Data Science and Machine Learning have become relevant in many research areas and industries. The amount of collected data repeatedly breaks before known speed and volume barriers, which creates the need for automated data processing. Before automated data processing can take place, a machine or algorithm has to be trained for the intended task, which can be information search/retrieval, gaining insights or taking actions. The training phase might last long and occupy a large part of the available infrastructure. Especially if it has to be repeated on new incoming data. To minimize infrastructure costs, machine learning workloads tend to be offloaded to specialized hardware.
Machines are trained to take semantic action in specific domains. To act successfully in such a context, machine learning can't solely rely on data and general purpose algorithms, domain models play an important role in generating accurate results. Data Science - which can be seen as a combination of mathematics, heuristics and domain knowledge - helps discovering patterns and regularities in data, which ideally give birth to new models that help understanding the digitized ocean.
What algorithms and computational models are best fit for machine learning at scale?
How scalable are the current implementations of support vector machines and deep neuronal networks?
Which type of hardware is a good match for offloading machine learning workloads: DSPs, ASICs, GPUs?
What deployment models and data flows are most supportive for machine learning applications?
How does machine learning impact resource usage in a HPC cluster?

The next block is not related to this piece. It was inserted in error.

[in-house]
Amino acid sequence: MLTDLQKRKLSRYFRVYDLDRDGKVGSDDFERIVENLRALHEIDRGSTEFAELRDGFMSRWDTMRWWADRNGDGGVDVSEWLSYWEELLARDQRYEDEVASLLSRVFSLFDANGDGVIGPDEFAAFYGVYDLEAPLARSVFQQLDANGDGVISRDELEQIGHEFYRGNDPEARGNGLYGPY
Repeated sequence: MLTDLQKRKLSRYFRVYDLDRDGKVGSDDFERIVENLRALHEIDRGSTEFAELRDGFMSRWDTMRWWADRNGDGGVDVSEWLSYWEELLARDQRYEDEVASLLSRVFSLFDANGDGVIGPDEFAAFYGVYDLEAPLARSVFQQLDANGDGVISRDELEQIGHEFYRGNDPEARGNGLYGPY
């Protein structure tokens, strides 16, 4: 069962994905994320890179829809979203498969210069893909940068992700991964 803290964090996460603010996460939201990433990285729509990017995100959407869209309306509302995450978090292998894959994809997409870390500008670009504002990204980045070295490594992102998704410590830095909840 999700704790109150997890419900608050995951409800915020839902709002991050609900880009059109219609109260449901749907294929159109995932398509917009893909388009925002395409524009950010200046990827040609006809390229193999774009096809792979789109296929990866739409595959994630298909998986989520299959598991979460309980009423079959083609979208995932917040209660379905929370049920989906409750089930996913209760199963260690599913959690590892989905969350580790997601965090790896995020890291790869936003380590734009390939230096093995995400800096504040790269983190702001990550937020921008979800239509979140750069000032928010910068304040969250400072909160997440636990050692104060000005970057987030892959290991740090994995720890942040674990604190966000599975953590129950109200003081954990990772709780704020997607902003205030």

What can Data Science adopt from HPC and vice versa?
The talk will present a solution that T-Systems has created for Deutsche Bahn to improve the passenger information by predicting the arrival of trains in real time based on the trains' current positions.
It will be shown, how "classical" statistical machine learning approaches can be combined with artificial neural networks to solve the problem. The solution is designed in a way that it can scale horizontally based on an Hadoop based HPC platform.
Furtherly, an outlook on new datatypes and compute approaches in industrial HPC applications will be given.
Ingo Elsen(T-Systems Schweiz AG)
Keynote presentation: Near Real-Time Optimization of Train Traffic in Densely Used Network Areas at SBBRoom: New York
SBB operates one of the busiest railway networks in the world. In densely used parts of the railway network the planned headway of 2 minutes between trains requires a strict control of train sequence and train velocity to avoid unnecessary stops and additional delays.
A near real-time optimization based on mixed integer programming is used to calculate the optimum solution every 6 seconds. This optimization algorithm is an integrated component of the centralized dispatching system of SBB and in operation since 2013.
Astrophysical simulations have been a constant presence on HPC clusters around the world for many years. The computational power is now so large that the biggest production runs can easily generate datasets of hundreds of TB in just a few days. The challenge to efficiently post-process the data is significant, because the data can no longer fit in memory and the usual domain tools very cumbersome to use. To address this problem, and the problem of “big data” analysis on HPC clusters in general, we have undertaken a project to try and bring together the benefits of HPC with the ease-of-use of Big Data frameworks. We have developed an analysis code built on top of Apache Spark to analyze 200+TB outputs from recent state-of-the-art cosmological simulation run on Piz Daint at CSCS. Spark is used for orchestration of work and collection of intermediate results; highly-optimized domain code is used for the main part of the computation. In addition, we have developed a tool that allows for quick and easy deployment and monitoring of Spark clusters on HPC infrastructure. I will discuss the issues inherent in combining scientific codes with Big Data frameworks and the approaches we used to overcome them, from the perspective of both software and hardware.